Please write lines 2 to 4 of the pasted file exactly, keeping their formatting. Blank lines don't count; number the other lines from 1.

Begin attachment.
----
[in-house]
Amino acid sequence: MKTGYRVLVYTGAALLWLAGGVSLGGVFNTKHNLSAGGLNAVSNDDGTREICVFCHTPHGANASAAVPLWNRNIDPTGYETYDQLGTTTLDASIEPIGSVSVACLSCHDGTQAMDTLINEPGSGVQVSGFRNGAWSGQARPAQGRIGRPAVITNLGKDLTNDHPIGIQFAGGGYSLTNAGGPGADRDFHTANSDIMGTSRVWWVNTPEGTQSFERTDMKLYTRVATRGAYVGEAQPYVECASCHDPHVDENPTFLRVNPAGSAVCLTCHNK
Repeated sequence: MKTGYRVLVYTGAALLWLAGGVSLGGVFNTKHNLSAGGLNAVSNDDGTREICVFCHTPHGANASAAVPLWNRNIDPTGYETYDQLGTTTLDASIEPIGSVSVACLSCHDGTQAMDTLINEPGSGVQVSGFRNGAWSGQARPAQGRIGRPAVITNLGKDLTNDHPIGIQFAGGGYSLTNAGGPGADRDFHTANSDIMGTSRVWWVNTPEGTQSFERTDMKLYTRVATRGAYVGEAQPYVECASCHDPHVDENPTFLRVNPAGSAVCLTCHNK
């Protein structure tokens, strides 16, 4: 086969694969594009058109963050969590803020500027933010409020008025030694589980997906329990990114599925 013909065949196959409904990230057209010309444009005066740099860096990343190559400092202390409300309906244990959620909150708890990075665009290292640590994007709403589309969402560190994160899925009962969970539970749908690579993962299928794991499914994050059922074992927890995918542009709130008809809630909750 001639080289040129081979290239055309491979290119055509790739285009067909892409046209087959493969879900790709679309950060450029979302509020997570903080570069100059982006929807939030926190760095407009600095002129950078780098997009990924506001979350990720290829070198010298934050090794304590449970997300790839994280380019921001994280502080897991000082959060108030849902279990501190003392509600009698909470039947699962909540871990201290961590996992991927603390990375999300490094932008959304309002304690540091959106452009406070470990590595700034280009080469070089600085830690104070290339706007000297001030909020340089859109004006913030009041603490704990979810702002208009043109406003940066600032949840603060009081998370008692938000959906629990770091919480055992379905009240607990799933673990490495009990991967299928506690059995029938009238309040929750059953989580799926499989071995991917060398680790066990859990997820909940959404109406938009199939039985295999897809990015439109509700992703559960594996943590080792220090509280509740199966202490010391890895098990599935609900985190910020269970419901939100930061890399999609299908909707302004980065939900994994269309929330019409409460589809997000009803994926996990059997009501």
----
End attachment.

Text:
Amino acid sequence: MKTGYRVLVYTGAALLWLAGGVSLGGVFNTKHNLSAGGLNAVSNDDGTREICVFCHTPHGANASAAVPLWNRNIDPTGYETYDQLGTTTLDASIEPIGSVSVACLSCHDGTQAMDTLINEPGSGVQVSGFRNGAWSGQARPAQGRIGRPAVITNLGKDLTNDHPIGIQFAGGGYSLTNAGGPGADRDFHTANSDIMGTSRVWWVNTPEGTQSFERTDMKLYTRVATRGAYVGEAQPYVECASCHDPHVDENPTFLRVNPAGSAVCLTCHNK
Repeated sequence: MKTGYRVLVYTGAALLWLAGGVSLGGVFNTKHNLSAGGLNAVSNDDGTREICVFCHTPHGANASAAVPLWNRNIDPTGYETYDQLGTTTLDASIEPIGSVSVACLSCHDGTQAMDTLINEPGSGVQVSGFRNGAWSGQARPAQGRIGRPAVITNLGKDLTNDHPIGIQFAGGGYSLTNAGGPGADRDFHTANSDIMGTSRVWWVNTPEGTQSFERTDMKLYTRVATRGAYVGEAQPYVECASCHDPHVDENPTFLRVNPAGSAVCLTCHNK
């Protein structure tokens, strides 16, 4: 086969694969594009058109963050969590803020500027933010409020008025030694589980997906329990990114599925 013909065949196959409904990230057209010309444009005066740099860096990343190559400092202390409300309906244990959620909150708890990075665009290292640590994007709403589309969402560190994160899925009962969970539970749908690579993962299928794991499914994050059922074992927890995918542009709130008809809630909750 001639080289040129081979290239055309491979290119055509790739285009067909892409046209087959493969879900790709679309950060450029979302509020997570903080570069100059982006929807939030926190760095407009600095002129950078780098997009990924506001979350990720290829070198010298934050090794304590449970997300790839994280380019921001994280502080897991000082959060108030849902279990501190003392509600009698909470039947699962909540871990201290961590996992991927603390990375999300490094932008959304309002304690540091959106452009406070470990590595700034280009080469070089600085830690104070290339706007000297001030909020340089859109004006913030009041603490704990979810702002208009043109406003940066600032949840603060009081998370008692938000959906629990770091919480055992379905009240607990799933673990490495009990991967299928506690059995029938009238309040929750059953989580799926499989071995991917060398680790066990859990997820909940959404109406938009199939039985295999897809990015439109509700992703559960594996943590080792220090509280509740199966202490010391890895098990599935609900985190910020269970419901939100930061890399999609299908909707302004980065939900994994269309929330019409409460589809997000009803994926996990059997009501």